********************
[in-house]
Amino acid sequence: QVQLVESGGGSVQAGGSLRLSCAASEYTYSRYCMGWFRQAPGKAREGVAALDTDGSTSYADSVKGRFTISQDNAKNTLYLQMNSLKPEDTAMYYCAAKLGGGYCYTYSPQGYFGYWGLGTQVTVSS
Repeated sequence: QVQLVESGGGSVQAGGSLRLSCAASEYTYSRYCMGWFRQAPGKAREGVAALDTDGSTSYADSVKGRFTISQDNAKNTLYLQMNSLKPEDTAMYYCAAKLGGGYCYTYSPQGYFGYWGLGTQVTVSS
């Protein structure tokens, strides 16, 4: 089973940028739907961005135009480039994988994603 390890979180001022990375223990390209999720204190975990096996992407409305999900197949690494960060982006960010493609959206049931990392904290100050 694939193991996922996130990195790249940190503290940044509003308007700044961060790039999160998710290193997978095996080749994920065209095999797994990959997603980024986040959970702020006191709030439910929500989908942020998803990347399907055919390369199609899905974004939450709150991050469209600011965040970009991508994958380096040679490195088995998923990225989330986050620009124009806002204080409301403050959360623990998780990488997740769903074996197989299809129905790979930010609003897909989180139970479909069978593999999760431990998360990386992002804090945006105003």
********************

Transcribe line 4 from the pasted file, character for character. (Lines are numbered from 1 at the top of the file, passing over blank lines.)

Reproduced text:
């Protein structure tokens, strides 16, 4: 089973940028739907961005135009480039994988994603 390890979180001022990375223990390209999720204190975990096996992407409305999900197949690494960060982006960010493609959206049931990392904290100050 694939193991996922996130990195790249940190503290940044509003308007700044961060790039999160998710290193997978095996080749994920065209095999797994990959997603980024986040959970702020006191709030439910929500989908942020998803990347399907055919390369199609899905974004939450709150991050469209600011965040970009991508994958380096040679490195088995998923990225989330986050620009124009806002204080409301403050959360623990998780990488997740769903074996197989299809129905790979930010609003897909989180139970479909069978593999999760431990998360990386992002804090945006105003």